Dispatch 09/13: YouStink is what people-power smells like; Stay safe out there (privacy + security); Aussies stop immigration sweeps

In collaboration with Mobilisation Lab, here is a recent roundup of grassroots-powered movement news from around the world. To receive the Mobilisation Lab Dispatch directly each week, please sign up here. If you have ideas for reports that should be in future Dispatches, please contact me here.

Stay Safe Out There! Operational Security for CampaignersJason Tashea recently spoke with security experts and online privacy leaders in this 3-part series examining the threats campaigners face and implementable solutions.

Find out more about tools you can use to protect yourself and your data, how you can shift your organisation’s online security culture, and ways to understand how much risk you’re facing from hackers, governments or thieves.

Mexican spambot attacks are a real pain for activists according to this report in Wired that details how Twitter bots are thwarting protest hashtags by flooding news feeds with garbage and propaganda. Who brought the bots to life? The smoking gun points back to the Mexican Federal Government.

Melbourne citizens kibosh Australian Border Force’s planned sweep of foreigners: Australians rapidly mobilized a flash protest against “Operation Fortitude”, a dubious plan to control the immigration papers of passersby in the Melbourne’s central business district. The citizen operation, which drew hundreds to shut down transit at peak hours, led to some rapid backtracking from the Border Force. As is often the case these days, many memorable memes were generated along the way.

Dear Lebanese government: You Stink. Sincerely, the people. Sparked by the mismanagement of a landfill site, a Lebanese grassroots protest movement has now snowballed into a fully-fledged popular uprising in a matter of weeks.

The government’s bungling on garbage has become a metaphor for state incompetency and corruption of the Lebanese government and a spontaneous citizen movement has emerged with “You Stink” as their rallying cry.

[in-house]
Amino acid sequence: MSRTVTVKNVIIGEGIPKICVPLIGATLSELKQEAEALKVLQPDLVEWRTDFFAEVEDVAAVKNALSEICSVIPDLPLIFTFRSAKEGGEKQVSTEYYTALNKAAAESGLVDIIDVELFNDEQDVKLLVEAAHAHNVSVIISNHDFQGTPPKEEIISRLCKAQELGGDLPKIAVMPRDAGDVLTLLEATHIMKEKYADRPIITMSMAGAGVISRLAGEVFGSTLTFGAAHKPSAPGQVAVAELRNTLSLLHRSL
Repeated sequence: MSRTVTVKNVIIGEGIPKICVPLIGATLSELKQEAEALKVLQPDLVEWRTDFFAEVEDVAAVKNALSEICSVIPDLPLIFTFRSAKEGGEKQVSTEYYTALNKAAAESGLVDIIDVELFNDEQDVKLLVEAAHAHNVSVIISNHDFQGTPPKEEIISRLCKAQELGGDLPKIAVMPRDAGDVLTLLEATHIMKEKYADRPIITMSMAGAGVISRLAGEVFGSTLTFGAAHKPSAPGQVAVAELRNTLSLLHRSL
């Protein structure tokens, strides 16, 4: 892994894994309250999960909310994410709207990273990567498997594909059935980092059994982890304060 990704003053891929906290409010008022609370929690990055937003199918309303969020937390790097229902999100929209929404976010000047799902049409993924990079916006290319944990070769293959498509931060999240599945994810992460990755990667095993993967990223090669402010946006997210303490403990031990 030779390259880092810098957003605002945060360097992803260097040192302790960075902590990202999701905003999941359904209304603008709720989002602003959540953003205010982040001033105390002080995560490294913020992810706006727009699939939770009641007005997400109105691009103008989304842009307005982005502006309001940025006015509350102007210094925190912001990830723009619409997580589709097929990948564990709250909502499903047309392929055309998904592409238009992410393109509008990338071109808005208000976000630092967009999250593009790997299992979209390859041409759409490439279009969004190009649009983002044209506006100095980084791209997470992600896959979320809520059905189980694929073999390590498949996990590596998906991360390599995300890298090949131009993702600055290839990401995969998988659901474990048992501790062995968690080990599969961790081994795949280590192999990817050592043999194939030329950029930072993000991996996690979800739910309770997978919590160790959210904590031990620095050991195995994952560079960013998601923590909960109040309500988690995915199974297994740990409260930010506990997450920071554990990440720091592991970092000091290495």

The speed of this movement closely mirrors that of the Arab Spring uprisings of 2011-2012. While the first few You Stink protests drew hundreds, an August 23rd gathering drew around 100,000 protesters and was met with violent repression at the hands of authorities. A follow-up protest August 29th saw over 200,000 in the streets and a series of international solidarity protests followed in cities across the world including New York, Paris, Munich and Montreal.

Mobiles x Mobilisation: Join colleagues and peers from around the globe in Berlin from October 27 – 29 to connect, collaborate and sharpen mobile campaign skills. We’ll close gaps in our mobile engagement strategies for social change, and we’ll invite inspiration from the front lines of mobile innovation—via industry leaders, trendsetters, and researchers. Find out more and pre-register now.

#BlackLivesMatter organises around the media. A recent Guardian feature details the pervasive and tactical use of social media by young black Americans organising #BlackLivesMatter. Online channels are leveraged to get around biased and racist mainstream media narratives and to create “a sense of emergency” around police killings in the U.S.

The article also highlights Mapping Police Violence, Samuel Sinyangwe’s powerful data mining project, that crowdsources reports of police killings in the U.S. and shows that black people were three times more likely than whites to be killed by police in 2014.

Bottoms up in Puerto Rico as civil sector organisations, artists, writers and other citizens are tackling the damage wrought by the country’s financial crisis, fully expecting the government to ignore them. It’s not about creating a political organisation to lead but a platform and network for everyone to participate in practical problem-solving.


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